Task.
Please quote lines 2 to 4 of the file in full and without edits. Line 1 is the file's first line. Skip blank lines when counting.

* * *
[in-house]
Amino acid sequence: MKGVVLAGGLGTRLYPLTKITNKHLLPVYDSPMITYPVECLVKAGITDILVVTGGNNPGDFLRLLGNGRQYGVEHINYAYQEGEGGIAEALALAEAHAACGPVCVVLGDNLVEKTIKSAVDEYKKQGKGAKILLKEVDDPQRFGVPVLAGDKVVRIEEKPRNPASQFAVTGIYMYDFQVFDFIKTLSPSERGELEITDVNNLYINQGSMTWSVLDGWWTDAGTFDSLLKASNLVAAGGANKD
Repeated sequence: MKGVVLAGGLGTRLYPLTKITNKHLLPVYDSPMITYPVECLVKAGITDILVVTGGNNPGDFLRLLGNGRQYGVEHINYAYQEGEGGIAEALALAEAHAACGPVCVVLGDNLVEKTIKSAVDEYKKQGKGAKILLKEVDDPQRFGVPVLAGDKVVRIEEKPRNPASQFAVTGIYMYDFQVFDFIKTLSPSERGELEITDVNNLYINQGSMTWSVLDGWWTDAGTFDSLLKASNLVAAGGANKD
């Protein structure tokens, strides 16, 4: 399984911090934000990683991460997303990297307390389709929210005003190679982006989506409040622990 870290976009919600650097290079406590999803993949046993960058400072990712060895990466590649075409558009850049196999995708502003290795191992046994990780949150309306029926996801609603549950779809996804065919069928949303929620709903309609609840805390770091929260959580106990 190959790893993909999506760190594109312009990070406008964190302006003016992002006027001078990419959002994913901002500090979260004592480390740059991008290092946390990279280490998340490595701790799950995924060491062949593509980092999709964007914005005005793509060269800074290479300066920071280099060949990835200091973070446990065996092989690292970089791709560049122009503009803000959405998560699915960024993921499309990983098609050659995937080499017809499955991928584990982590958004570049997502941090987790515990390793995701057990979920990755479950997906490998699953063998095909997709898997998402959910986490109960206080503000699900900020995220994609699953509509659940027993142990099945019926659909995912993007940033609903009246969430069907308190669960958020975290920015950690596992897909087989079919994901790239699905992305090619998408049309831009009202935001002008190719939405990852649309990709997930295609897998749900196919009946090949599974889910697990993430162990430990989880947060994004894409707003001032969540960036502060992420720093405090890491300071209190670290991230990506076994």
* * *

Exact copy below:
Amino acid sequence: MKGVVLAGGLGTRLYPLTKITNKHLLPVYDSPMITYPVECLVKAGITDILVVTGGNNPGDFLRLLGNGRQYGVEHINYAYQEGEGGIAEALALAEAHAACGPVCVVLGDNLVEKTIKSAVDEYKKQGKGAKILLKEVDDPQRFGVPVLAGDKVVRIEEKPRNPASQFAVTGIYMYDFQVFDFIKTLSPSERGELEITDVNNLYINQGSMTWSVLDGWWTDAGTFDSLLKASNLVAAGGANKD
Repeated sequence: MKGVVLAGGLGTRLYPLTKITNKHLLPVYDSPMITYPVECLVKAGITDILVVTGGNNPGDFLRLLGNGRQYGVEHINYAYQEGEGGIAEALALAEAHAACGPVCVVLGDNLVEKTIKSAVDEYKKQGKGAKILLKEVDDPQRFGVPVLAGDKVVRIEEKPRNPASQFAVTGIYMYDFQVFDFIKTLSPSERGELEITDVNNLYINQGSMTWSVLDGWWTDAGTFDSLLKASNLVAAGGANKD
């Protein structure tokens, strides 16, 4: 399984911090934000990683991460997303990297307390389709929210005003190679982006989506409040622990 870290976009919600650097290079406590999803993949046993960058400072990712060895990466590649075409558009850049196999995708502003290795191992046994990780949150309306029926996801609603549950779809996804065919069928949303929620709903309609609840805390770091929260959580106990 190959790893993909999506760190594109312009990070406008964190302006003016992002006027001078990419959002994913901002500090979260004592480390740059991008290092946390990279280490998340490595701790799950995924060491062949593509980092999709964007914005005005793509060269800074290479300066920071280099060949990835200091973070446990065996092989690292970089791709560049122009503009803000959405998560699915960024993921499309990983098609050659995937080499017809499955991928584990982590958004570049997502941090987790515990390793995701057990979920990755479950997906490998699953063998095909997709898997998402959910986490109960206080503000699900900020995220994609699953509509659940027993142990099945019926659909995912993007940033609903009246969430069907308190669960958020975290920015950690596992897909087989079919994901790239699905992305090619998408049309831009009202935001002008190719939405990852649309990709997930295609897998749900196919009946090949599974889910697990993430162990430990989880947060994004894409707003001032969540960036502060992420720093405090890491300071209190670290991230990506076994």